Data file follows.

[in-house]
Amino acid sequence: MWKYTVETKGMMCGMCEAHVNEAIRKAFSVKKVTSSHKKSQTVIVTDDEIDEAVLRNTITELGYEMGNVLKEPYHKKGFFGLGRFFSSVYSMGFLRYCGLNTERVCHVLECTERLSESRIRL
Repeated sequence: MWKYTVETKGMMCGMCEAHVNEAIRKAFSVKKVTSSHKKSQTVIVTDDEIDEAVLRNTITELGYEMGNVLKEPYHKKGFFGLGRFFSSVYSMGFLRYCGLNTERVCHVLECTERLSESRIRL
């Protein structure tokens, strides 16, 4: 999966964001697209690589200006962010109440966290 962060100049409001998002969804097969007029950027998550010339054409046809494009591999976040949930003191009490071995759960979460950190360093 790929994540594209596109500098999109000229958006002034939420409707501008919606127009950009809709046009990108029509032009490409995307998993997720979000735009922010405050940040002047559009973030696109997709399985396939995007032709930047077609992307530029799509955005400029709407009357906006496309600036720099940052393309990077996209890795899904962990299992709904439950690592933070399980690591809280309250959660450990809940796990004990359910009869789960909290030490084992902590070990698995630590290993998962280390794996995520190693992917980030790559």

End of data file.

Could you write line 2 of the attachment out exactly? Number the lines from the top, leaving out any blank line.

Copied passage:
Amino acid sequence: MWKYTVETKGMMCGMCEAHVNEAIRKAFSVKKVTSSHKKSQTVIVTDDEIDEAVLRNTITELGYEMGNVLKEPYHKKGFFGLGRFFSSVYSMGFLRYCGLNTERVCHVLECTERLSESRIRL